The engine of choice is the IHI XF9-1 afterburning turbofan developing an estimated 22,000lb of dry thrust and up to 30,000lb of thrust with reheat. The turbofan is notably narrow in its design to allow for maximization of internal volume of the airframe - allowing it to house more weaponry, fuel, and other pertinent systems. The exhaust ports will be capped by thrust vectoring flaps giving the F-X exceptional agility while also keeping its stealth qualities optimized. Two such engines will be housed in the design, providing the fighter with excellent performance at the expense of greater maintenance and repair commitments as well as increased fuel burn.
As currently drawn up, the F-X utilizes a conventional design layout with an appearance akin to the American Lockheed F-22 "Raptor" featured by the USAF. The single-seat cockpit is covered by a specially-coated canopy and positioned just aft of the pointed nosecone. The nose will house an advanced Actively, Electronically-Scanned Array (AESA) radar common to in other modern fighters. The mainplane wing members are blended elegantly at the wing roots while each features clipped tips, swept-back leading edges, and tapering trailing edges. The tail unit will not feature horizontal planes as normally seen but instead a pair of outward-canted fins doubling as vertical/horizontal tail surfaces for the required control. The engine pairing within the fuselage is given a slight gap between and exhausts through ports at the tail. A conventional tricycle undercarriage will allow for ground-running.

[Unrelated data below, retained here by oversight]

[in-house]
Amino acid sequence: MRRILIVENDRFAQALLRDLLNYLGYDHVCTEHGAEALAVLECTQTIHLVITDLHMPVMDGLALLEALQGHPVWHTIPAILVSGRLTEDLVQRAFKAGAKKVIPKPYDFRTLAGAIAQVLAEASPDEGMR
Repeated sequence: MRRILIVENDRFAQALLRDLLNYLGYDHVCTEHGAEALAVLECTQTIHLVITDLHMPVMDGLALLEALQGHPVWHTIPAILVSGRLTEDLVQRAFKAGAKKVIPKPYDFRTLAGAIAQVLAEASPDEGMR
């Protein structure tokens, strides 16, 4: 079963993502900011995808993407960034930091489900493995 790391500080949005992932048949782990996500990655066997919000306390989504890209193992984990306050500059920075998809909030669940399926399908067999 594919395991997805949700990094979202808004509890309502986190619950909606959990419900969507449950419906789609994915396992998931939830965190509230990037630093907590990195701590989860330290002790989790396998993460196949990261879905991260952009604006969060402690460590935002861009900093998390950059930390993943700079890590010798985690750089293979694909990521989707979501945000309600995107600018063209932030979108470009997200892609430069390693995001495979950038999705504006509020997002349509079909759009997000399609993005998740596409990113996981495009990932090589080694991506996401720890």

Beyond a assumed internal automatic cannon, the aircraft is slated to support all current and near-future air-to-air and air-to-surface launched/dropped weapons including missiles, precision-guided ordnance, and special-mission pods. The in-development XASM-3, and anti-ship missile, will be exclusive to the F-X fighter design and figure into maritime patrol sorties. A "microwave" based weapon is also planned, giving the aircraft an instant solution to inbound missile threats. The current design sees the primary weapons load carried in one, or perhaps multiple, internal weapons bay(s) to maintain a low radar cross section. It is more than likely that the fighter will also be given provision for external pylons for additional missiles and bombs (as in the F-22). The F-X is expected to carry a greater missile than the Lockheed F-35 Strike Fighter - which the JASDF currently operates in number.